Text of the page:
>> Christians? Pastors, for years, have been saying from the pulpit that the
>> rates within the church are now no different from the population at large
>> (i.e., 50%). I doubt that. David Larson's studies on correlates of
>> "religious" participation (broadly defined) would seem to challenge this
>> figure. I am wondering if there are any studies breaking down rates
>> according to different Christian denominations, or according to how
>> respondents define "Christian" (i.e., church attendance, believing in God,
>> being "born again", having a personal relationship with Jesus Christ, etc.).
>> I might add, on the other hand, that I recently heard a nationally prominent
>> pastor say on TV that the divorce rate among "evangelical" Christians is less
>> than 2%! (I count myself in that faith category, but we all know that that
>> rate is false. I contacted this person to ask where they got the figure and
>> they replied that they couldn't remember!) I would like to get my hands on
>> more meaningful numbers re: this portion ("Christians") of the population, or
>> to get in touch with folks who are investigating this area. (Else, I may
>> have to do the study myself!)
>> Thanks for any help or direction you can offer.
>> Cary Lantz
> Note from Diane: What about non-Christian religions? Who can help with the
> latest on this?
INTERESTING RELIGIOUS DIFFERENCE REQUEST:
I wonder if anyone on the list can consult about a case I am
working on. It is a stepfamily couple who has been married for 7 years and
now separated for 2 years. The husband is a Vietnam vet and has experienced
extensive PTSD, which contributed significantly to their marital problems.
The wife brought two sons into the remarriage, though one never lived with
them. They had many of the traditional stepfamily issues - no communication,
he was too tough on her son, she expected him to love her kids, they had no
time as a couple etc.
About a year into the separation they decided they would give the marriage
one more try which is when they came to see me for marital counseling. We
have made great progress on the stepfamily front and they have markedly
improved their communication/problem solving skills. Around Christmas they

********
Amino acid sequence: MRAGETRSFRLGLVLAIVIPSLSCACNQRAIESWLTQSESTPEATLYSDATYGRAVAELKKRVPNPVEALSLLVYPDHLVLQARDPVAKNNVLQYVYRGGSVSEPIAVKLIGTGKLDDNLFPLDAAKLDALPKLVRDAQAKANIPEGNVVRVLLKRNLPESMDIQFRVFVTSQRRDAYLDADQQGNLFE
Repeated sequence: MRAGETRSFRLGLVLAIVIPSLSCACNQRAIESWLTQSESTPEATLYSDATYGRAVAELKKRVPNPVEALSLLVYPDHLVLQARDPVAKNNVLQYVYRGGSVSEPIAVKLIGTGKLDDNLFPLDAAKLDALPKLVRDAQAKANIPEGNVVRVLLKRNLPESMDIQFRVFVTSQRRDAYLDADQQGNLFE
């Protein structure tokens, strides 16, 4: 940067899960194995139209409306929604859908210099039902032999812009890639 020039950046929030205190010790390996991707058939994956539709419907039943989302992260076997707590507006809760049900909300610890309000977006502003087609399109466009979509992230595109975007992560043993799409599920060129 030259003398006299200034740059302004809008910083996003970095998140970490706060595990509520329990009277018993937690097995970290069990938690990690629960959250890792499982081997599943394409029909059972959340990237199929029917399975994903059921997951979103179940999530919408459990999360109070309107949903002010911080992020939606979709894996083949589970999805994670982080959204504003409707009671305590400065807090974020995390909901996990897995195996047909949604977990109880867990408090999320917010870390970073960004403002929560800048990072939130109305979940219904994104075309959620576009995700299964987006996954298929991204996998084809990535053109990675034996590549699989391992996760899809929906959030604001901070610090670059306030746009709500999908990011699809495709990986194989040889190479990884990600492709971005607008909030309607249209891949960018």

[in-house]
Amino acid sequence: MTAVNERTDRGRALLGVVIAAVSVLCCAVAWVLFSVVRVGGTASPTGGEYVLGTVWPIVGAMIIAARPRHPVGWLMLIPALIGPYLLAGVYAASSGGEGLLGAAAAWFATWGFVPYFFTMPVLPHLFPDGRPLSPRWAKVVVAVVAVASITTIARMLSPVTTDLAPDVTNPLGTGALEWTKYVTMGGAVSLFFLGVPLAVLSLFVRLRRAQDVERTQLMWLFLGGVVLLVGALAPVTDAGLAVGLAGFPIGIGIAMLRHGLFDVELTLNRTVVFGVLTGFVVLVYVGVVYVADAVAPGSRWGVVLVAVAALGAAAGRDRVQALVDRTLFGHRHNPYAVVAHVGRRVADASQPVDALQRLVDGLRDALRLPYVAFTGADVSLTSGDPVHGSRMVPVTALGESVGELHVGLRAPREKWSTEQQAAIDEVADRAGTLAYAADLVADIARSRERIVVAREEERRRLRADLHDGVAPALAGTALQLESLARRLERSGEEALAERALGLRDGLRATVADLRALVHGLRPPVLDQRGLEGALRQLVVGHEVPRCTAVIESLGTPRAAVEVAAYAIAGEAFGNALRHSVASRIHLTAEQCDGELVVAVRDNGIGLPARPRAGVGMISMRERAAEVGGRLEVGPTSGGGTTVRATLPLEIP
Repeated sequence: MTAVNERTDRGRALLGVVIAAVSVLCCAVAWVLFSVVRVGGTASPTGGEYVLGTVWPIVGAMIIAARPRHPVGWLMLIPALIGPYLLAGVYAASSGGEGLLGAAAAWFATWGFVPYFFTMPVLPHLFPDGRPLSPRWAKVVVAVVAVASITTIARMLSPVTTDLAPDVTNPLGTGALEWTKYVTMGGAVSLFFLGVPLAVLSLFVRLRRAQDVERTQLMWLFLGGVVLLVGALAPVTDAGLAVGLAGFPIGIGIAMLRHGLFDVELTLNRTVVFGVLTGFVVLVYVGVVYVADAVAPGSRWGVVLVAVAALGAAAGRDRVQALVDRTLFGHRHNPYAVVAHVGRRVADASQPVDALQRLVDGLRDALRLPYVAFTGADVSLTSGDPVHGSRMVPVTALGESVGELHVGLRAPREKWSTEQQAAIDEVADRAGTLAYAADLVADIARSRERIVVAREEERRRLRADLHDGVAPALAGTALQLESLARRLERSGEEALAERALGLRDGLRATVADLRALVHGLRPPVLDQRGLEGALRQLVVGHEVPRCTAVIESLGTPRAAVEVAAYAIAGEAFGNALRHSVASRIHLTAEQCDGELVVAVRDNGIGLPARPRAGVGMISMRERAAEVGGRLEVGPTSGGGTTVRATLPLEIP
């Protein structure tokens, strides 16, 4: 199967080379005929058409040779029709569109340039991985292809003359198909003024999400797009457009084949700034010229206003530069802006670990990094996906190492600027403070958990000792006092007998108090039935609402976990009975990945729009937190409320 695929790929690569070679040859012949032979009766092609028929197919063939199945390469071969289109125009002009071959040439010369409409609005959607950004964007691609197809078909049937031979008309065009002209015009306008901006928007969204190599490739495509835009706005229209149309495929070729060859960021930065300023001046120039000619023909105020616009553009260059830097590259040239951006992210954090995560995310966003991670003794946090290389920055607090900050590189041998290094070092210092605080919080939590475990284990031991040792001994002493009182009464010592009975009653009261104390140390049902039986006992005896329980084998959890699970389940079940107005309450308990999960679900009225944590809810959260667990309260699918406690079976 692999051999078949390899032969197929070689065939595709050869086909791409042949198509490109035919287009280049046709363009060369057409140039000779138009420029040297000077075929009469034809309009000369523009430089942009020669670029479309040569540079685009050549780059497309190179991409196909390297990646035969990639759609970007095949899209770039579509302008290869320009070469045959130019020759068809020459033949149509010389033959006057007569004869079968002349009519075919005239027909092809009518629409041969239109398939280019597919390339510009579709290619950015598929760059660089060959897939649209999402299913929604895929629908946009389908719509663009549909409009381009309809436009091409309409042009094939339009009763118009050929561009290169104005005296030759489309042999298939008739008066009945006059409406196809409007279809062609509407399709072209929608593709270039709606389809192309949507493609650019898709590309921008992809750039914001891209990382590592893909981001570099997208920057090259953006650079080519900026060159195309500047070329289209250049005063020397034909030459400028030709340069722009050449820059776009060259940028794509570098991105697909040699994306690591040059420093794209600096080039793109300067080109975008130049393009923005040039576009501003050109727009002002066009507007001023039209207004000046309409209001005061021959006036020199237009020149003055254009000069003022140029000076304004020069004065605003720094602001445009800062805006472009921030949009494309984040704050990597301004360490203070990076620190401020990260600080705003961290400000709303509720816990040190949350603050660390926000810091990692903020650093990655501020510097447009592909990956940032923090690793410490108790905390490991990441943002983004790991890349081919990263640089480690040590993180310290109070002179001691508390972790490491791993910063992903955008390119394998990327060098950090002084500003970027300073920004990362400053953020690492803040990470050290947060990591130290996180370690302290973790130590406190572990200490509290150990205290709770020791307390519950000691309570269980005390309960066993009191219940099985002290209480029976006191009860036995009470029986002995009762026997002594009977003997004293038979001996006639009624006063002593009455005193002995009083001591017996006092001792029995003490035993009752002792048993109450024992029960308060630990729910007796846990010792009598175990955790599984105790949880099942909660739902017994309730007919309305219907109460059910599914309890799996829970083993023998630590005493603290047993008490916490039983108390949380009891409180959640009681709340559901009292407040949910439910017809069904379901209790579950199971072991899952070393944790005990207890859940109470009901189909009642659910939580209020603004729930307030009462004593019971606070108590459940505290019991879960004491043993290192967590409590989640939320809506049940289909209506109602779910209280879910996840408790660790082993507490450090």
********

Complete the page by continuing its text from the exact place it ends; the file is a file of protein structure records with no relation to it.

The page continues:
decided they were almost ready to move in together again and be a family
once more. Then she had second thoughts.
The hang up now is the difference in their religious beliefs. He describes
himself as a "middle of the road Methodist with an interest in Buddhism to
spice it up." She is a very strict fundamentalist Christian. She believes
that he is going to hell if he does not believe what she does. She has made
the choice to limit her outside influence to only things that pertain to her
belief system e.g. only watches the Trinity Broadcasts on television, only
reads religious material, doesn't go to movies etc. He is having a terrible
time accepting this - he likes a good movie and wants a partner with whom he
can discuss things. He believes she is too rigid and limited in her beliefs;
she believes he is going to hell. She continues to back out of the plans to
reconcile because she is fearful that the differences in this part of their
lives is too great.
They are a well matched couple in many other areas of their lives. And most
important, both say they love the other. I feel a bit out of my league when
it comes to this fundamental Christian orientation and am seeking advice as
to how to proceed to help this couple. We've worked a long time and I hate
to see them not make it now.
Thanks for your thoughts on this one.
Jean McBride, M.S., LMFT
The Center for Divorce & Remarriage
cdr at verinet.com